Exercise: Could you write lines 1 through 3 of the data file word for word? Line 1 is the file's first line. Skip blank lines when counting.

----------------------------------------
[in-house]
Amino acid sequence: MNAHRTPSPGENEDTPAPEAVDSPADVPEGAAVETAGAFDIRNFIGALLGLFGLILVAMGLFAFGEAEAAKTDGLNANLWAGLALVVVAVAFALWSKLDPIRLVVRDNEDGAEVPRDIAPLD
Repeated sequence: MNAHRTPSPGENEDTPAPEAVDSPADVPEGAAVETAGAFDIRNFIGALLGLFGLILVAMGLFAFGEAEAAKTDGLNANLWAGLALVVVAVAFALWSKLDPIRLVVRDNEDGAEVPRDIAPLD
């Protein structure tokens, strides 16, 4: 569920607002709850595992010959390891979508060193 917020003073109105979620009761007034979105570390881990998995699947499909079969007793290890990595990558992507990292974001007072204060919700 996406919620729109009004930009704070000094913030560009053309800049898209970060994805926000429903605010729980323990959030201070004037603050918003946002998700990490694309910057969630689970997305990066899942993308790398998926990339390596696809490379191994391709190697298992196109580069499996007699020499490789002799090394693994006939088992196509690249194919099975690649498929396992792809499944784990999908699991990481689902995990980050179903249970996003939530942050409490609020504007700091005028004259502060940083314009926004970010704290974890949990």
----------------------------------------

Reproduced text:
[in-house]
Amino acid sequence: MNAHRTPSPGENEDTPAPEAVDSPADVPEGAAVETAGAFDIRNFIGALLGLFGLILVAMGLFAFGEAEAAKTDGLNANLWAGLALVVVAVAFALWSKLDPIRLVVRDNEDGAEVPRDIAPLD
Repeated sequence: MNAHRTPSPGENEDTPAPEAVDSPADVPEGAAVETAGAFDIRNFIGALLGLFGLILVAMGLFAFGEAEAAKTDGLNANLWAGLALVVVAVAFALWSKLDPIRLVVRDNEDGAEVPRDIAPLD